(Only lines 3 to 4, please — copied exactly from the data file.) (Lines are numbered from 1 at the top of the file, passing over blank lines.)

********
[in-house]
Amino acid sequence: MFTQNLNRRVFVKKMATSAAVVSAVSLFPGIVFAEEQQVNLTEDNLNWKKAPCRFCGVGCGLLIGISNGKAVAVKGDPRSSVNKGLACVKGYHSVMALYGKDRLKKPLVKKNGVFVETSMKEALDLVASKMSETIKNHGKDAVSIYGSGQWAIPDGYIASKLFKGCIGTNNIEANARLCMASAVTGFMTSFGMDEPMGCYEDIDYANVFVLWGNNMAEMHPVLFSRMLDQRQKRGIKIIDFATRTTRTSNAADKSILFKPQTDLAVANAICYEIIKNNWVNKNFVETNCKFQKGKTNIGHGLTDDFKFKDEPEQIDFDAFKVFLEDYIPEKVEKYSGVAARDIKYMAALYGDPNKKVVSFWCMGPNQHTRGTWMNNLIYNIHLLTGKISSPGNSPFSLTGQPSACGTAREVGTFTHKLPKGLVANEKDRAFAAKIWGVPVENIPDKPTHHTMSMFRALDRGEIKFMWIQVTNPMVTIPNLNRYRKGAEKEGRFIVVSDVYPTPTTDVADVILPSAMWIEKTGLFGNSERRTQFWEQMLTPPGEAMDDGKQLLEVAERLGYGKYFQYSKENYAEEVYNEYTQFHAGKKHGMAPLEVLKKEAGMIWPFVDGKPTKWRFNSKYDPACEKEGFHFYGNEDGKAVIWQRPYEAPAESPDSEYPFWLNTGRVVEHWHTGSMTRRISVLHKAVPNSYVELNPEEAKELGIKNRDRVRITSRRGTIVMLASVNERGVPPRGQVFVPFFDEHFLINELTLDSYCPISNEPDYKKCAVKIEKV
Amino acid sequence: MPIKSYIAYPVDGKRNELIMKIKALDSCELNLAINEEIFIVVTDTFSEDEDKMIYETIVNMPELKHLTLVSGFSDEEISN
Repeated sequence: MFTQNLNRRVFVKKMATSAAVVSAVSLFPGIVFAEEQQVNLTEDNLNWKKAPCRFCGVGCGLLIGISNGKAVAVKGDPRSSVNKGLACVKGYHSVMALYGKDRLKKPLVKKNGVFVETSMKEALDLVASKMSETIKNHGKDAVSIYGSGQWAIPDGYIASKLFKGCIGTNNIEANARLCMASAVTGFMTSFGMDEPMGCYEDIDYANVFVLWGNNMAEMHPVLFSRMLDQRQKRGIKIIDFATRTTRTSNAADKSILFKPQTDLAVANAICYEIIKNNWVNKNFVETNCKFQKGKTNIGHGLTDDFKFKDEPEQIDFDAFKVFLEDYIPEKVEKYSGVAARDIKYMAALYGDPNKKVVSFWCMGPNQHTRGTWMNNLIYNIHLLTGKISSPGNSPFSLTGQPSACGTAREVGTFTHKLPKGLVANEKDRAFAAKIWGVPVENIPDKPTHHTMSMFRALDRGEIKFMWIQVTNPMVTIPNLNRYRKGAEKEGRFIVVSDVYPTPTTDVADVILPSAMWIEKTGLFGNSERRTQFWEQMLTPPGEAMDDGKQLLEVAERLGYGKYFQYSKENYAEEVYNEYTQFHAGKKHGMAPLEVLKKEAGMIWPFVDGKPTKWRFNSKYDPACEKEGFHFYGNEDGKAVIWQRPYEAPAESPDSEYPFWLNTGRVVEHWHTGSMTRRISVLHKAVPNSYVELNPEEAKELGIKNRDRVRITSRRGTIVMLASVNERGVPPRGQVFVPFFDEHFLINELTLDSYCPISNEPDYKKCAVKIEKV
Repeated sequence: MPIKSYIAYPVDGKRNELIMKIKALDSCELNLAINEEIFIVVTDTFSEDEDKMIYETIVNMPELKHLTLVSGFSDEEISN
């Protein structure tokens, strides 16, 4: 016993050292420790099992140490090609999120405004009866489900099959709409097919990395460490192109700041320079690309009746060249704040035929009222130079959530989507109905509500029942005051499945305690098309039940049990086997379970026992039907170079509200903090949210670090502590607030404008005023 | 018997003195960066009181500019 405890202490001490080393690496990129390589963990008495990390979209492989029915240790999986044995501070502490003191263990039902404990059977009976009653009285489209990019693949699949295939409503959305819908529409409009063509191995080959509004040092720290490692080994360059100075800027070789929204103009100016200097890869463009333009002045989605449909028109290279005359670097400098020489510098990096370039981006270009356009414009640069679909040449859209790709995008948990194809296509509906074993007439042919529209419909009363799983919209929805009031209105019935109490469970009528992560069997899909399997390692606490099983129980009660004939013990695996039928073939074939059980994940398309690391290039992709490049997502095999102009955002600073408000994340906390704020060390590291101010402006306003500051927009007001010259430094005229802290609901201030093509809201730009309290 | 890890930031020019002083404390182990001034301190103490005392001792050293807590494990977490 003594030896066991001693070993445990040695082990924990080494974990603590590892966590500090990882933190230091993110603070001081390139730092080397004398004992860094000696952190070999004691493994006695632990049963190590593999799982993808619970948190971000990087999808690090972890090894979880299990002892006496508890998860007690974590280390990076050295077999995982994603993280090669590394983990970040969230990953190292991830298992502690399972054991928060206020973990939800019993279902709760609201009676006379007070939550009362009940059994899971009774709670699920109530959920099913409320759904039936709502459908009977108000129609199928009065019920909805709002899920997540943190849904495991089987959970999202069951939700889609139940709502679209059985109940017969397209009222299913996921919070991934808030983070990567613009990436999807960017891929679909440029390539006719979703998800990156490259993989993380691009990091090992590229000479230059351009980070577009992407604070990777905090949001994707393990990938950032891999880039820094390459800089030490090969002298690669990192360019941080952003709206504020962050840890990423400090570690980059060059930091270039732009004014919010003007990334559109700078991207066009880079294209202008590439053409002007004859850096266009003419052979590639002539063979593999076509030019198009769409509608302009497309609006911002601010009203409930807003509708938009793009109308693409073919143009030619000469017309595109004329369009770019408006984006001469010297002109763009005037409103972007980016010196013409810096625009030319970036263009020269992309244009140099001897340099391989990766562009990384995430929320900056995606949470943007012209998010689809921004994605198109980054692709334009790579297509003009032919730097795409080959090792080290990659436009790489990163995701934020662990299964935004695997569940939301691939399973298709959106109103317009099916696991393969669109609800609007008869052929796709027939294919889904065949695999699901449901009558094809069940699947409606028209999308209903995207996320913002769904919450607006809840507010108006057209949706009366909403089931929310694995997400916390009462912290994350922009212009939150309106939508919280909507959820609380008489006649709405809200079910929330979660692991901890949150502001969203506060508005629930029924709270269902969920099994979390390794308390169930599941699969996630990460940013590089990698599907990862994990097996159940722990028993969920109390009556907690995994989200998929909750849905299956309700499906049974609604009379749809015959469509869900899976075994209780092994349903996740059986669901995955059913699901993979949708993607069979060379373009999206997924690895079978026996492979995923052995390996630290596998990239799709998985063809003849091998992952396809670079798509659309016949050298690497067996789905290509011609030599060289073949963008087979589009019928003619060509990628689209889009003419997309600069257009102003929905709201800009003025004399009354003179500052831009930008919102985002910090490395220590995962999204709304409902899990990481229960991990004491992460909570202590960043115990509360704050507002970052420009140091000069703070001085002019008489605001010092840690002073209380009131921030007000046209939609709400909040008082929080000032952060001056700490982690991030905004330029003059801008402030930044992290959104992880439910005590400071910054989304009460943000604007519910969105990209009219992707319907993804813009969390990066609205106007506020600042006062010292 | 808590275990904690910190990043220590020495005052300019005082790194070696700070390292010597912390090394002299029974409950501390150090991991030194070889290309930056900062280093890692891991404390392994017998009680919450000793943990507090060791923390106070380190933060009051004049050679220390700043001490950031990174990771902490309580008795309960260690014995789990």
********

Amino acid sequence: MPIKSYIAYPVDGKRNELIMKIKALDSCELNLAINEEIFIVVTDTFSEDEDKMIYETIVNMPELKHLTLVSGFSDEEISN
Repeated sequence: MFTQNLNRRVFVKKMATSAAVVSAVSLFPGIVFAEEQQVNLTEDNLNWKKAPCRFCGVGCGLLIGISNGKAVAVKGDPRSSVNKGLACVKGYHSVMALYGKDRLKKPLVKKNGVFVETSMKEALDLVASKMSETIKNHGKDAVSIYGSGQWAIPDGYIASKLFKGCIGTNNIEANARLCMASAVTGFMTSFGMDEPMGCYEDIDYANVFVLWGNNMAEMHPVLFSRMLDQRQKRGIKIIDFATRTTRTSNAADKSILFKPQTDLAVANAICYEIIKNNWVNKNFVETNCKFQKGKTNIGHGLTDDFKFKDEPEQIDFDAFKVFLEDYIPEKVEKYSGVAARDIKYMAALYGDPNKKVVSFWCMGPNQHTRGTWMNNLIYNIHLLTGKISSPGNSPFSLTGQPSACGTAREVGTFTHKLPKGLVANEKDRAFAAKIWGVPVENIPDKPTHHTMSMFRALDRGEIKFMWIQVTNPMVTIPNLNRYRKGAEKEGRFIVVSDVYPTPTTDVADVILPSAMWIEKTGLFGNSERRTQFWEQMLTPPGEAMDDGKQLLEVAERLGYGKYFQYSKENYAEEVYNEYTQFHAGKKHGMAPLEVLKKEAGMIWPFVDGKPTKWRFNSKYDPACEKEGFHFYGNEDGKAVIWQRPYEAPAESPDSEYPFWLNTGRVVEHWHTGSMTRRISVLHKAVPNSYVELNPEEAKELGIKNRDRVRITSRRGTIVMLASVNERGVPPRGQVFVPFFDEHFLINELTLDSYCPISNEPDYKKCAVKIEKV